My uncle is a professional pianist. He told me how once, early on in his career, he had auditioned/interviewed for the pianist position at 4 different churches in one week. Each of them got back with him and told him that they felt "God was calling him to their church". So now we see the danger of where this kind of lie leads to. Without realizing it, the sentimentalist is now claiming God's authority on their own trivial feelings, opinions and desires. This is very dangerous. This even becomes a way of speaking. "I feel God leading me to... " or "I feel God calling me to..." have now become part of the sentimentalist's vocabulary to the point where there are merely replacements for what an atheist might say: "I want to do this..." but there is no supernatural in most of these cases I'm sure.

Another pathetic line I hear a lot is "you just have to learn how to listen". If you, a fallen man, can communicate to me without any problems, then why is God having such a difficult time getting in touch with me? Can't He just learn to speak how I will understand? Did God speak to Moses in Swahili and expect Moses to learn it if he wanted to understand? Did He speak to Saul in a still small voice disguised as Paul's own thoughts and feelings & Paul just had to learn to recognize those 'special feelings'? God always has and always will speak to us how we are already capable of understanding. We needn't help Him out in any way. He is fully capable of delivering His message.

Now I am by no means claiming that God cannot / does not speak to us. This article on Greg Koukl's website was pretty interesting. He writes:

I had a friend once that told me about how she really felt God wanted her to go and talk to a friend of hers who was a non-Christian that she worked with and tell him that God loved him. After much consternation and fighting she said, "Okay, God, I give in." She got up out of bed in middle of the night, drove to his house, knocked on his door. He answered the door and she said, "Well, I just have to tell you that God loves you"--she felt pretty silly. The guy broke down and cried--he had been contemplating suicide. In kind of a last ditch effort at contacting God he said, "God, if you don't stop me I'm going to kill myself tonight." Then he gets a knock on the door; this woman says, "God sent me over here to tell you He loves you." Pretty remarkable!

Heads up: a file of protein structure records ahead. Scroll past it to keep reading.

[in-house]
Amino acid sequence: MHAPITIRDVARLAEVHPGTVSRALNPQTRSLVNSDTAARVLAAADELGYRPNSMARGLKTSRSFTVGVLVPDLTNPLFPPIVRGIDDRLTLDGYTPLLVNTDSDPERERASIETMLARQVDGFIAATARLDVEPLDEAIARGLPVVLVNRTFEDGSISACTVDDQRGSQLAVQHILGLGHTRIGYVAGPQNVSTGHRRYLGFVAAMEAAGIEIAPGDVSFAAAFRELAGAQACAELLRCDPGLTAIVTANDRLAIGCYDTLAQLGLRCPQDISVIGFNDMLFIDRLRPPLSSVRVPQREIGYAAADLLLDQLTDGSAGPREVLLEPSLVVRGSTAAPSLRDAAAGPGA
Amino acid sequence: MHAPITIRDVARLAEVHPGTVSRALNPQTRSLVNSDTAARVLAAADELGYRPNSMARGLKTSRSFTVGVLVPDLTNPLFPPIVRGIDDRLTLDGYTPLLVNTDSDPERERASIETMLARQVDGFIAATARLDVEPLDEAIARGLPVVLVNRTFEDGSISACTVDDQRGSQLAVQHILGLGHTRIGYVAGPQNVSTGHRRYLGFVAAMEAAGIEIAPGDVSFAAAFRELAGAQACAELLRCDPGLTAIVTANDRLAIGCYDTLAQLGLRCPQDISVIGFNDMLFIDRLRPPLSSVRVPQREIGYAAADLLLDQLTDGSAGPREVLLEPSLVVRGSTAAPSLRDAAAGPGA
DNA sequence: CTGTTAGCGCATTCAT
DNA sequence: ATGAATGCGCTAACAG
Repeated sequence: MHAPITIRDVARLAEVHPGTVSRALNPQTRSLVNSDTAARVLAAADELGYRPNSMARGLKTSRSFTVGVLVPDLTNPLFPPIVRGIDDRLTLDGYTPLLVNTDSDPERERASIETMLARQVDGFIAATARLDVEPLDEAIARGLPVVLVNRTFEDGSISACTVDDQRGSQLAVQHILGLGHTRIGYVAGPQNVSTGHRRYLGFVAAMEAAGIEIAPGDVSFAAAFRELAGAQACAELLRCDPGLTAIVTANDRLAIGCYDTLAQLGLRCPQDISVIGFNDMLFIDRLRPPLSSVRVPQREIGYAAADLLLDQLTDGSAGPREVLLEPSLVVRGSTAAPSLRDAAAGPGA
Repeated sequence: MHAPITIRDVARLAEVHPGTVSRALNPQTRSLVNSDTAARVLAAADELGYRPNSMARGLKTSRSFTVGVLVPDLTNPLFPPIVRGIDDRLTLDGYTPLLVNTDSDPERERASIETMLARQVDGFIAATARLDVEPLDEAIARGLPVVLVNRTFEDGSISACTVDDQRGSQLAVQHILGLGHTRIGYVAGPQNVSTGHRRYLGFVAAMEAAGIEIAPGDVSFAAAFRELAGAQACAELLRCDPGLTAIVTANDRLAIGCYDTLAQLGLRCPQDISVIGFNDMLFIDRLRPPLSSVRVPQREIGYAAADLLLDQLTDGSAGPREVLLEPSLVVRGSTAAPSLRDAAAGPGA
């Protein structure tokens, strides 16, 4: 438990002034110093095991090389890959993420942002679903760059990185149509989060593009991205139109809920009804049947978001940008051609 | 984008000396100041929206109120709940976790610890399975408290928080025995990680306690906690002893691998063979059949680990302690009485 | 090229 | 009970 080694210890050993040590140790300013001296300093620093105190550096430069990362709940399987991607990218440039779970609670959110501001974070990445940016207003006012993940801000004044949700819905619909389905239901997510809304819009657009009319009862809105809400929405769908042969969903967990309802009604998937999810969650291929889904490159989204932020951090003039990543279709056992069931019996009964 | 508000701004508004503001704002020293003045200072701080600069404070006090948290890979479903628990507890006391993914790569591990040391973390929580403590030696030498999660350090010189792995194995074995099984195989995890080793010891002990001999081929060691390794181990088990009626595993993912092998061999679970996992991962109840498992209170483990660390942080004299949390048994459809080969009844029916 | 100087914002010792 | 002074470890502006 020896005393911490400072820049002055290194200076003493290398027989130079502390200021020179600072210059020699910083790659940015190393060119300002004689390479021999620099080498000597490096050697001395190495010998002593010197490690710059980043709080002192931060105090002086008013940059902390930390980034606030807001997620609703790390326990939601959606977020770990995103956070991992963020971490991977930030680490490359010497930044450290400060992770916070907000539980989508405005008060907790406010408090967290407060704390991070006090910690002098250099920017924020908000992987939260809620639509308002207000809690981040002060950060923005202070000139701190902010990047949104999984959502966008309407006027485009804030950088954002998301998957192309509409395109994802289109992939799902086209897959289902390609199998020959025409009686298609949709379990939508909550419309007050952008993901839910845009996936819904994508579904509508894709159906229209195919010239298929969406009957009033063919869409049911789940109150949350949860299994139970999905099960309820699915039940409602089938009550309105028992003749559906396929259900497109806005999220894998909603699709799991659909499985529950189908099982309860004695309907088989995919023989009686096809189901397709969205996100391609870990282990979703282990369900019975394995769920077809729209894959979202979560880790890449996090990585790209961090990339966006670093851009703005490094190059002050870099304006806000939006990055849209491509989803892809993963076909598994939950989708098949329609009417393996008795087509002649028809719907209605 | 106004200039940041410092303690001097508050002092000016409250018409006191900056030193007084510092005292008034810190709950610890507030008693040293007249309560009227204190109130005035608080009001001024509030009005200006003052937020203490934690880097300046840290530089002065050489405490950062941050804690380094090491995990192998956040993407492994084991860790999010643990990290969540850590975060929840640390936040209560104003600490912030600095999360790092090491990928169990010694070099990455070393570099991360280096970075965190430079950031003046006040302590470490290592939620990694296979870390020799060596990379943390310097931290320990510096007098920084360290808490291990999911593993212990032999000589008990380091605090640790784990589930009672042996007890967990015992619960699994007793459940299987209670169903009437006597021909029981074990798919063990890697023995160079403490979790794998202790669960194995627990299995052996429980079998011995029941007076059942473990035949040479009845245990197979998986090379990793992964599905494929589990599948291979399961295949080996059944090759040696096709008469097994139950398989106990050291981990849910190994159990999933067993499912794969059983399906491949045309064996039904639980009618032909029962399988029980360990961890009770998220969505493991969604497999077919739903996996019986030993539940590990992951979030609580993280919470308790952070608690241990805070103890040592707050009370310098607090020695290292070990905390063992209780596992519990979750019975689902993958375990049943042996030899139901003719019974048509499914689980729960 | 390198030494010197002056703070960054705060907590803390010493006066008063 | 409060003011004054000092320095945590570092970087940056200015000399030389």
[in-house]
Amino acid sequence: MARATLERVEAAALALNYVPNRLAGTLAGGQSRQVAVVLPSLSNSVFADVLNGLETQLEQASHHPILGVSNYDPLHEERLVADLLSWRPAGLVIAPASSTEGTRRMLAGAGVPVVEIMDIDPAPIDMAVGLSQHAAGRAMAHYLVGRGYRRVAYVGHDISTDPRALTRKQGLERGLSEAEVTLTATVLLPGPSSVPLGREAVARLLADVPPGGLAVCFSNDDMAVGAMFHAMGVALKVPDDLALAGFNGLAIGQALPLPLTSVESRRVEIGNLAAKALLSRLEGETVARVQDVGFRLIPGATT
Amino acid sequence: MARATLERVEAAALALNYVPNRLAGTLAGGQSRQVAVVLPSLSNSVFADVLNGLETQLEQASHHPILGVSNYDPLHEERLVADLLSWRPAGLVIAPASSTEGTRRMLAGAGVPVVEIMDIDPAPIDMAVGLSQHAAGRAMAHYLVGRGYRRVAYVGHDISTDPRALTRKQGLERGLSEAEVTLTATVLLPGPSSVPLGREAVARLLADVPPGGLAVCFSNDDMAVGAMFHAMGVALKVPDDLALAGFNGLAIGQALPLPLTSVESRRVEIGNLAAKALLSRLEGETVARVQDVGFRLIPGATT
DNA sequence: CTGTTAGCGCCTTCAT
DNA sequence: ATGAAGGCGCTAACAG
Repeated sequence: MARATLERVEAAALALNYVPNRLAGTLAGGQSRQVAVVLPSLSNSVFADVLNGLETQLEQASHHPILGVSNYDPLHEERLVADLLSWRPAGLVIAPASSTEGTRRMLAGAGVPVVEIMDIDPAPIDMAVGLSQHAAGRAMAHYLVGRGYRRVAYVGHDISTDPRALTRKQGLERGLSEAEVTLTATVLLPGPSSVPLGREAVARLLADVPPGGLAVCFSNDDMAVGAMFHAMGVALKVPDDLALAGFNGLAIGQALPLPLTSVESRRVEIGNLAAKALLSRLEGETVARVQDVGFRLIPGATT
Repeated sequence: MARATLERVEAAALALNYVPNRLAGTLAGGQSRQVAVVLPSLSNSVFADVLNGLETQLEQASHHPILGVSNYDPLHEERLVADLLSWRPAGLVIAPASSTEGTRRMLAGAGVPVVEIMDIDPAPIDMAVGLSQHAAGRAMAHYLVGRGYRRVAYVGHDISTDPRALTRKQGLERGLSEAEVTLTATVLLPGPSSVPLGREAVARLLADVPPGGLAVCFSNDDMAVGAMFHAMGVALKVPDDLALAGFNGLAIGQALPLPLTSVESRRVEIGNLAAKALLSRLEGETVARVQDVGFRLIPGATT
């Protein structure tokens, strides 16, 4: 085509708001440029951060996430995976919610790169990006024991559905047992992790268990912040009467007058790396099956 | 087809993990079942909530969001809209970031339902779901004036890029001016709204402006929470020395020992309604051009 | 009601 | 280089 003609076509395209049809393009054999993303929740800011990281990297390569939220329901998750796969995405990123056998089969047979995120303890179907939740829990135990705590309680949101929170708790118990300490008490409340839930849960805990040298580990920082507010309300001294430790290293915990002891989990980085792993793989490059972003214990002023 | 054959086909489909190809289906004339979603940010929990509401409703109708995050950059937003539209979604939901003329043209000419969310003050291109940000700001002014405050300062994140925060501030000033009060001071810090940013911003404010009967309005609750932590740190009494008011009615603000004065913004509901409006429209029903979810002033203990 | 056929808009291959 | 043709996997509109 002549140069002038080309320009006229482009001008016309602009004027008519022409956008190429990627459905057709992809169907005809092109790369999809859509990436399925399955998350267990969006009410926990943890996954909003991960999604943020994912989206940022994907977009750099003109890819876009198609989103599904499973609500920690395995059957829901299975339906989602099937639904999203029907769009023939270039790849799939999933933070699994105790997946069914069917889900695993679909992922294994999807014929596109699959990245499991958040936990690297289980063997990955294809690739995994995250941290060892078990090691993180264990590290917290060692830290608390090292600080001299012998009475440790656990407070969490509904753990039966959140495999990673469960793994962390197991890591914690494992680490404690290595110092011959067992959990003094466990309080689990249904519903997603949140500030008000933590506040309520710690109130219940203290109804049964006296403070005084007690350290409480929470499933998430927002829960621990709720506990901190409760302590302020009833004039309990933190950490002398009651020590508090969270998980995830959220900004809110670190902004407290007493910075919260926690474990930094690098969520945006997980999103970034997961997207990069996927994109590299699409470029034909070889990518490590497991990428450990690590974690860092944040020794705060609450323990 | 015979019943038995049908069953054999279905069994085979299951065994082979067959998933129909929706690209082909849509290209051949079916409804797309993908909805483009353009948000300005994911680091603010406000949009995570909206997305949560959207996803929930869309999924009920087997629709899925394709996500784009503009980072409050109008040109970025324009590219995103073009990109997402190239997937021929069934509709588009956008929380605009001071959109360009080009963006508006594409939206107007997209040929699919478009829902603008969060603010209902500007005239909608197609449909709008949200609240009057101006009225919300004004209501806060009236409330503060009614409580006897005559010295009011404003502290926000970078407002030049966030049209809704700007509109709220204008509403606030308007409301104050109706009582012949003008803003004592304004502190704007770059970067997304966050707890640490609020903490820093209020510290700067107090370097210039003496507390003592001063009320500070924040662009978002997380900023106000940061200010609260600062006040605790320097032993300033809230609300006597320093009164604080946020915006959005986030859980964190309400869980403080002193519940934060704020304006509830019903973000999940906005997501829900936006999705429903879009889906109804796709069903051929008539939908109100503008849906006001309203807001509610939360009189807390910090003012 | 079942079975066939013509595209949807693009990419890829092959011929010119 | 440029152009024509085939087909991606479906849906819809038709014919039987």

I reccommend reading the entire article. I have had a similiar experience myself but I wont get into it now. I certainly believe that they happen but that they are special instances... not some every day occurance. The Holy Spirit indeed leads us and speaks to us through various circumstances etc... but don't confuse His voice with your own opinions and thoughts!

Here's my conclusion on the matter: God’s voice is not a ‘still small voice’ inside you. God is not a cosmic machine that is constantly trying it’s hardest to make contact with man. Man needs no training, practice or spiritual gift to hear the voice of God and God needs no help to make His voice heard. If man be competent to communicate with another man, how much more competent is the Creator of man? Furthermore, the Holy Spirit can never contradict Himself.

1 comment:

mojoala said...

Congratualations on your attempt to cross the Tiber.